The University Community Hour is scheduled every Friday during the fall and spring semesters from 12:30 to 2 p.m. Go online for a complete schedule of upcoming events and speakers.

As part of National Recovery Month, the university's Prevention and Recovery Services, part of University Counseling Services, will host John McCardell from Choose Responsibility. He will lead a discussion on "The 21 Year-Old Drinking Age: Bad Social Policy & Terrible Law?" from 12:30 to 2 p.m., Friday, September 18, in Thwing Center.

Professors, students, principal investigators and scientists are invited to attend the "Neural Prosthesis Seminar" from 8:30 to 9:30 a.m., Friday, September 18, at the Biomedical Research Building, Room 105. The keynote speaker is Takeo Kanade, director of the Quality of Life Technology Engineering Research Center. Sponsored by the Cleveland FES Center and the APT Center.

The views and opinions of those invited to speak on campus do not necessarily reflect the views of the university administration or any other segment of the university community.

September 17, 2009

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Case in the News

Mandel family offers $16 million to Jewish Community Federation to move its operations from Cleveland to Beachwood

The Plain Dealer, September 16, 2009
The Mandel family, long supporters of Cleveland and local Jewish institutions, has offered $16 million to move the Jewish Community Federation of Cleveland flagship from PlayhouseSquare to Beachwood. Major beneficiaries of the Mandel foundations have included Case Western Reserve University, home of the Mandel School of Applied Social Sciences.

Why and how to put together a family medical history

Hartford Courant, September 16, 2009
Most of us are aware of our family medical history on some level—we're pretty familiar with our parents' recent ailments, for example, and probably could tell you what our grandparents died from. But if pressed to be more specific, we might not have all the details--and those can be important. George Kikano, professor and chair of the department of family medicine at Case Western Reserve University, comments.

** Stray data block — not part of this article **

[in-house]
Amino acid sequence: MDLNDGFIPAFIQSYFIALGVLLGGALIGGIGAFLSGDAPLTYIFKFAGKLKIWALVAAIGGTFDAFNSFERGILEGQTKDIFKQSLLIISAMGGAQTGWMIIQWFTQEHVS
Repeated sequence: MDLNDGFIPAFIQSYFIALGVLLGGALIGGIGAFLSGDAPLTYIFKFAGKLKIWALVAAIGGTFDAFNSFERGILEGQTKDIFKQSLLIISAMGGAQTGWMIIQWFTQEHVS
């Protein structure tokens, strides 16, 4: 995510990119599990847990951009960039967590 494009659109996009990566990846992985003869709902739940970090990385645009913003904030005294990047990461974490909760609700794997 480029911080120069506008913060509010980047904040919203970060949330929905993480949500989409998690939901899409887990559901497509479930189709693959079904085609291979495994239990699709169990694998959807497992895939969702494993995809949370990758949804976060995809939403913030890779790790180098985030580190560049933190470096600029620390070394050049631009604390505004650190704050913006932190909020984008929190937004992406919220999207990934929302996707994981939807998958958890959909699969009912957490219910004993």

Help wanted: The ripple effects of one man's job loss, September 15, 2009
Job loss clearly impacts those who are out of work but each pink slip also has ripple effects through the economy. That's the focus of WCPN's latest installment of "Help Wanted." Justin Sydnor, a behavioral scientist at Case Western Reserve University, offers insight.

Treating stress and skin disease in tandem

National Public Radio, September 14, 2009
Dermatologists at Columbia University Medical Center have reviewed all the studies on the relationship between stress and bouts of skin disorders. Joseph Locala, a psychiatrist at the Murdough Family Center for Psoriasis at University Hospitals and a faculty member at Case Western Reserve University, explains the connection.

In very few words, alumni notes pack a punch

Chronicle of Higher Education, September 14, 2009
Who hasn't felt a tug of self-doubt reading class notes? Love them or loathe them, these boldface messages in the back of the alumni magazine have an uncanny ability to arouse our best—and worst—emotions. One reason class notes may be such a big deal: They're incredibly popular. Julie Exline, associate professor of psychology at Case Western Reserve University, comments.

New drug targets C. diff infection

WebMD, September 15, 2009
Researchers are developing a novel antibiotic that they hope can help turn the tide in the epidemic of the nasty bug Clostridium difficile, or C. diff. The potentially dangerous diarrhea bug causes several hundred thousand human infections and several thousand deaths each year in the United States. Curtis Donskey, an infectious diseases specialist at Case Western Reserve University, comments.

Higher Ed News

Worry, but not panic

Inside Higher Ed, September 17, 2009
The economic collapse of the last year has left many academic employees worried about how they will afford retirement. But despite evidence of these fears, as documented in a survey by TIAA-CREF, shifts in retirement strategies have been relatively modest.